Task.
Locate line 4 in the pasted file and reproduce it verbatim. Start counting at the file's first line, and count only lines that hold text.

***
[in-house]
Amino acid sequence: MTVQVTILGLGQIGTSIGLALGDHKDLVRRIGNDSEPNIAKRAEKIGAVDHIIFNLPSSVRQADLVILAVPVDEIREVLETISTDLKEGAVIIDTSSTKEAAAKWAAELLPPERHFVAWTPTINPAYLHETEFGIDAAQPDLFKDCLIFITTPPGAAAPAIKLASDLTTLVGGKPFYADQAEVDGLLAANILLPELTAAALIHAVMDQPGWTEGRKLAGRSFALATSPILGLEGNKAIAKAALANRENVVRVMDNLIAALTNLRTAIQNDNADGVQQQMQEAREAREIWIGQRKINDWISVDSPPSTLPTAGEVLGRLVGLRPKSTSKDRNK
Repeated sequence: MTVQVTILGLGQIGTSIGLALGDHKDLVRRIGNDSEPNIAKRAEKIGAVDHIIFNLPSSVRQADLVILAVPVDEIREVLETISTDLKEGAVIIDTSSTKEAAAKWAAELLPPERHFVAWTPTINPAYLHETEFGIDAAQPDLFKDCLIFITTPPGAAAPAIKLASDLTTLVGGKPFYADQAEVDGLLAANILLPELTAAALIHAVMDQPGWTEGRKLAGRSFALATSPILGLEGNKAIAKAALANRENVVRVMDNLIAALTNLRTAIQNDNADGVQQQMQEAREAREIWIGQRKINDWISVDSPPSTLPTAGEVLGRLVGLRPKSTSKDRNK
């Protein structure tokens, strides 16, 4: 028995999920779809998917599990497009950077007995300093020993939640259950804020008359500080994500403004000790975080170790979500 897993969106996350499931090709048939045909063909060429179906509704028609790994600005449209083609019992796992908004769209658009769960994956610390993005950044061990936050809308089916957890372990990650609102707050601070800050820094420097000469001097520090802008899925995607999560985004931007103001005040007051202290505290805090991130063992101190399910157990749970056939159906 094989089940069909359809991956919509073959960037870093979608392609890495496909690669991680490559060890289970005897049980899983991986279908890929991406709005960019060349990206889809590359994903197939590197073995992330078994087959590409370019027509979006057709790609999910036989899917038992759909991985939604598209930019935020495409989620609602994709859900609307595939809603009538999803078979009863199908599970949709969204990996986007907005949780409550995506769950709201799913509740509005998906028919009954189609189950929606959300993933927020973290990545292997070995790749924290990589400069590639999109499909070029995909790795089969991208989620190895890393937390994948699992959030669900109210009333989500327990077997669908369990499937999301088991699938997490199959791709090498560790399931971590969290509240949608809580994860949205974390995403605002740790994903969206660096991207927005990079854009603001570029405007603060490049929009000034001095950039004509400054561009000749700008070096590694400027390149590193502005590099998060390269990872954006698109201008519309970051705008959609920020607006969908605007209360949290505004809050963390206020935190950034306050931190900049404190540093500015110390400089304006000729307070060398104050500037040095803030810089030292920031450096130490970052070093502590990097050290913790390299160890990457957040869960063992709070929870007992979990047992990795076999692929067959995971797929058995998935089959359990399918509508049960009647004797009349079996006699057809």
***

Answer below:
């Protein structure tokens, strides 16, 4: 028995999920779809998917599990497009950077007995300093020993939640259950804020008359500080994500403004000790975080170790979500 897993969106996350499931090709048939045909063909060429179906509704028609790994600005449209083609019992796992908004769209658009769960994956610390993005950044061990936050809308089916957890372990990650609102707050601070800050820094420097000469001097520090802008899925995607999560985004931007103001005040007051202290505290805090991130063992101190399910157990749970056939159906 094989089940069909359809991956919509073959960037870093979608392609890495496909690669991680490559060890289970005897049980899983991986279908890929991406709005960019060349990206889809590359994903197939590197073995992330078994087959590409370019027509979006057709790609999910036989899917038992759909991985939604598209930019935020495409989620609602994709859900609307595939809603009538999803078979009863199908599970949709969204990996986007907005949780409550995506769950709201799913509740509005998906028919009954189609189950929606959300993933927020973290990545292997070995790749924290990589400069590639999109499909070029995909790795089969991208989620190895890393937390994948699992959030669900109210009333989500327990077997669908369990499937999301088991699938997490199959791709090498560790399931971590969290509240949608809580994860949205974390995403605002740790994903969206660096991207927005990079854009603001570029405007603060490049929009000034001095950039004509400054561009000749700008070096590694400027390149590193502005590099998060390269990872954006698109201008519309970051705008959609920020607006969908605007209360949290505004809050963390206020935190950034306050931190900049404190540093500015110390400089304006000729307070060398104050500037040095803030810089030292920031450096130490970052070093502590990097050290913790390299160890990457957040869960063992709070929870007992979990047992990795076999692929067959995971797929058995998935089959359990399918509508049960009647004797009349079996006699057809």